Furthermore, it has been reported that the central carbon metabolism is controlled through a modulation of enzyme abundances in response to environmental conditions [711]. The regulation of enzyme abundance levels also works in mutant strains lacking genes of central carbon metabolism related enzymes. It is because metabolic imbalances caused by the gene deletions are compensated by increase and decrease in the abundance of other enzyme proteins to avoid a breakdown of metabolic systems [12]. The targeted proteome analysis showed that the expression of several glycolytic enzymes, including Pgi1, Tdh2, and Eno1 were increased in BY4742 pfk1Δ strain lacking PFK1 gene, suggesting that the loss of the α subunit of PFK was counteracted by an activation of glycolysis [13]. The distant parts of the metabolic network were modulated to compensate the loss of a single enzyme protein since the expression of several TCA cycle related enzymes, such as Cit1, Kgd1, and Fum1, were increased in the BY4742 zwf1Δ strain [13]. The metabolic flux analysis also revealed that knockout of glucose-6-phosphate dehydrogenase gene (ZWF1) caused an up-regulation of TCA cycle flux level [14].

The protein abundance profiles is likely regulated and constrained by several factors. First, the regulation of enzyme abundance is constrained by the cost of amino acid for protein biosynthesis [15, 16]. Given that glycolytic enzymes such as Tdh3 are one of the most abundant proteins in S. cerevisiae, the increase and decrease in these abundance should largely affect the composition and resource allocation of the S. cerevisiae proteome [17]. Second, transcriptome analyses indicated coordinated expressions of genes encoding enzymes [1820]. For instance, a number of genes encoding glycolytic enzymes, such as TDH3 and TPI1, form a co-expression module through the regulation of transcriptional activators, such as Gcr1 and Gcr2 [18, 21]. Third, central carbon metabolism could be controlled by local regulation of a small number of enzyme genes. For instance, the promoter activity of a minor isoform of the pyruvate decarboxylase gene (PDC5) is specifically increased in a mutant strain lacking the major isoform gene (PDC1) to functionally compensate the reduced pyruvate decarboxylase activity [22]. Enzyme abundance levels, however, do not always correlate with their gene expression levels [19, 23, 24], and the relative contribution of these regulation to the maintenance of central carbon metabolism remains unclear.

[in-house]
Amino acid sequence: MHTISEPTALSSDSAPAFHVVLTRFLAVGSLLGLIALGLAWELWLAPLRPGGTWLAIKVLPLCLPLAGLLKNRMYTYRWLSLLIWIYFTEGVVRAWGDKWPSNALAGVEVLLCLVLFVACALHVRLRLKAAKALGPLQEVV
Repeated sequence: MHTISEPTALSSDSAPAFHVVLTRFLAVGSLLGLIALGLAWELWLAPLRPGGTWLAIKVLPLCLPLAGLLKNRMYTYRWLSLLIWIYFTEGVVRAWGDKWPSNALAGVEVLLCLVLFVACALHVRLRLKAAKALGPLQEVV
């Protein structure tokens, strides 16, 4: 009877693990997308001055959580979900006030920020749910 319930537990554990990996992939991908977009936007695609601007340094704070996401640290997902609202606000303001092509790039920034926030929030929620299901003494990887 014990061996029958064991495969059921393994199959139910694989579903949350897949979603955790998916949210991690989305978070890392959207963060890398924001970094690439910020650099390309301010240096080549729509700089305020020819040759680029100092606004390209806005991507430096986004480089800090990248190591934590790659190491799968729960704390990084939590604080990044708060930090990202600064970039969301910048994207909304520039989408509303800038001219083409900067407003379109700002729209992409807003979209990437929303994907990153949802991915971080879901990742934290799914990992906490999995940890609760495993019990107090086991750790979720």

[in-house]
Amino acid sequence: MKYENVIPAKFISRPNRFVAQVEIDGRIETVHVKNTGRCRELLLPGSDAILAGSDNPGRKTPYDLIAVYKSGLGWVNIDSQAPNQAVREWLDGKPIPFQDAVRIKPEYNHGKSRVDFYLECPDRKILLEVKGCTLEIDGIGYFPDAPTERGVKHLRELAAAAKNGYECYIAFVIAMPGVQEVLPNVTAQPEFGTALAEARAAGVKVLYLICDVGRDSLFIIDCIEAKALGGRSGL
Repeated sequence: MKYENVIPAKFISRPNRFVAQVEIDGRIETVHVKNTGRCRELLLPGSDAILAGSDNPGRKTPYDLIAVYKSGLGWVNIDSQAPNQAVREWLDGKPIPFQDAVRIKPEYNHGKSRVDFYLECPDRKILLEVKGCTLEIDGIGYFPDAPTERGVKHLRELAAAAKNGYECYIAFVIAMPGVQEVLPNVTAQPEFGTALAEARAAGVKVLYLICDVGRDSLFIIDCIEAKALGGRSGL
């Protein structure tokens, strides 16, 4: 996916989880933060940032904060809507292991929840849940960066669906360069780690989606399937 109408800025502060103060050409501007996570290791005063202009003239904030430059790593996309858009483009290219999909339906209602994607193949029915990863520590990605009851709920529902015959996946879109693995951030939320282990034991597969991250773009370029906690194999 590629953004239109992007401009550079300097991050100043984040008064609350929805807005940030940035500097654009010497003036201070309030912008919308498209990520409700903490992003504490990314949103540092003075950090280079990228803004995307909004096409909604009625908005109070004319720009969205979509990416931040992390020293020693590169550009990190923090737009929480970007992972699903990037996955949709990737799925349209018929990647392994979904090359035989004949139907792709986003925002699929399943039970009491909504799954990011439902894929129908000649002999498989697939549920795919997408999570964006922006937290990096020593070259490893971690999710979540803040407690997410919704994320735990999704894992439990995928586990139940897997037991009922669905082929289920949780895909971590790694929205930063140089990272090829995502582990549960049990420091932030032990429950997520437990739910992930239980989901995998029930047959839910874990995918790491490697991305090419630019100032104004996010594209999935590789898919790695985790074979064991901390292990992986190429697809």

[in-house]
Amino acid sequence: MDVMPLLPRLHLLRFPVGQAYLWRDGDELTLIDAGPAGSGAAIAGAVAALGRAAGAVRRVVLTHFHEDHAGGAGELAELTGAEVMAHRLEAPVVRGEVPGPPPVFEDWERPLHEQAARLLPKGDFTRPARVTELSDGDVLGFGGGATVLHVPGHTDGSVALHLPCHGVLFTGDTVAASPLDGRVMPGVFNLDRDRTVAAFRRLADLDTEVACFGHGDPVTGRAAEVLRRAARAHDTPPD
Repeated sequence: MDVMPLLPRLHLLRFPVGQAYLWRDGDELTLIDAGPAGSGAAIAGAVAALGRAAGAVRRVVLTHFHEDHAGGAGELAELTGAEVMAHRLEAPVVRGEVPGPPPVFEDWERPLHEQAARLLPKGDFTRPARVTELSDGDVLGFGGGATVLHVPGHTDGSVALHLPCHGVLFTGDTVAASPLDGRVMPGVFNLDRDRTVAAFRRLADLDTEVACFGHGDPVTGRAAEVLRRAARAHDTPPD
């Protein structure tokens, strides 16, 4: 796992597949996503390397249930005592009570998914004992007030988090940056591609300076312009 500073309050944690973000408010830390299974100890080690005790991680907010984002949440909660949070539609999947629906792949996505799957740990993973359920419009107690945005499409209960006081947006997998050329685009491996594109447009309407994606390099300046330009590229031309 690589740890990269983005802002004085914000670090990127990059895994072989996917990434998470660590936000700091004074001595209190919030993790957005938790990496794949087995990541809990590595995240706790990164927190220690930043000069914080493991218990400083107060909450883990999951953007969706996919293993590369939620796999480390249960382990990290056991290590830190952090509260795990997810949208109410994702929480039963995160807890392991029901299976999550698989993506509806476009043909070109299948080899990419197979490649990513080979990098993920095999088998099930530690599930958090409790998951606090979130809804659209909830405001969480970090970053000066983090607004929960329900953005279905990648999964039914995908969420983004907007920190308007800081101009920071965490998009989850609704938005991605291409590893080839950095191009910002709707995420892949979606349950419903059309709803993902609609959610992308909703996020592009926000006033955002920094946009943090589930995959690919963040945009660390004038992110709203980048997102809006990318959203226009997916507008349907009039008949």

In this study, we have addressed this issue by the direct determination of enzyme abundance in the single gene-deletion mutant strains of S. cerevisiae by targeted proteomics using liquid chromatography-tandem quadrupole mass spectrometry (LC-MS/MS). The selected reaction monitoring (SRM) assay for the central metabolism related enzymes of S. cerevisiae has been extensively developed by excellent efforts of the ETH group [2527]. The analysis of the enzyme abundance dataset revealed that the central carbon metabolism in S. cerevisiae is controlled through specific and coordinated regulations of enzyme abundance levels by using a limited resource for protein biosynthesis.

Results and discussion

Targeted proteome analysis of single gene deletion mutants of S. cerevisiae

Protein abundance profiles of the central metabolism-related enzymes were obtained from the wild type (BY4742), 29 single-gene deletion strains lacking enzyme genes responsible for the central carbon metabolism and a gene encoding transcriptional activator (Fig 1 and S1 Table). The single-gene deletion strains were arbitrarily selected based on the growth phenotype in the Saccharomyces genome database (SGD, The single-gene deletion strains were used without checking these genotype in detail [28]. These strains were batch cultivated in shake flasks with triplicate, from which crude protein mixtures were extracted at an exponential growth phase. The trypsin-digested peptides were analyzed by the SRM assay methods (S2 Table). In order to compare protein levels accurately, fully 13C-labeled peptide samples were prepared from yeast strain S288C cells grown in SD medium containing [U-13C] glucose as the sole carbon source. The fully 13C-labeled peptide samples were used as the internal standards for all analyses in this study.